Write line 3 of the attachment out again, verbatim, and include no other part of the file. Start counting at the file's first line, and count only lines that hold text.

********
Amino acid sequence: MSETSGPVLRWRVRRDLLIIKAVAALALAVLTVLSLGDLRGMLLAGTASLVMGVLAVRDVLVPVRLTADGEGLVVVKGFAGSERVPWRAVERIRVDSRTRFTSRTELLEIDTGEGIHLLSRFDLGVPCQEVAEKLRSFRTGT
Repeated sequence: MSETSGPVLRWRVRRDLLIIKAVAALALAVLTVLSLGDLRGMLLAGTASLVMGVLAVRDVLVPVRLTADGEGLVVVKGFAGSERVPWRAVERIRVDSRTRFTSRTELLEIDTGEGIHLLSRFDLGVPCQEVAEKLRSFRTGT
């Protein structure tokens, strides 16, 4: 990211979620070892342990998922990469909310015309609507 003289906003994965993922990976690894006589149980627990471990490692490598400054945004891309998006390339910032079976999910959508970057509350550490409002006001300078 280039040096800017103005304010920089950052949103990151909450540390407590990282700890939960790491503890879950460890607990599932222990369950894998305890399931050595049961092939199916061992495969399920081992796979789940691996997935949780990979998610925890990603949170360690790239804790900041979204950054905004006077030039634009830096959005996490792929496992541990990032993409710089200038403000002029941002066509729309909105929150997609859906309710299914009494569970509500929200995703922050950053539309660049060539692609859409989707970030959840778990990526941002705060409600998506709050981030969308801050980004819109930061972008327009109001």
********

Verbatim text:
């Protein structure tokens, strides 16, 4: 990211979620070892342990998922990469909310015309609507 003289906003994965993922990976690894006589149980627990471990490692490598400054945004891309998006390339910032079976999910959508970057509350550490409002006001300078 280039040096800017103005304010920089950052949103990151909450540390407590990282700890939960790491503890879950460890607990599932222990369950894998305890399931050595049961092939199916061992495969399920081992796979789940691996997935949780990979998610925890990603949170360690790239804790900041979204950054905004006077030039634009830096959005996490792929496992541990990032993409710089200038403000002029941002066509729309909105929150997609859906309710299914009494569970509500929200995703922050950053539309660049060539692609859409989707970030959840778990990526941002705060409600998506709050981030969308801050980004819109930061972008327009109001």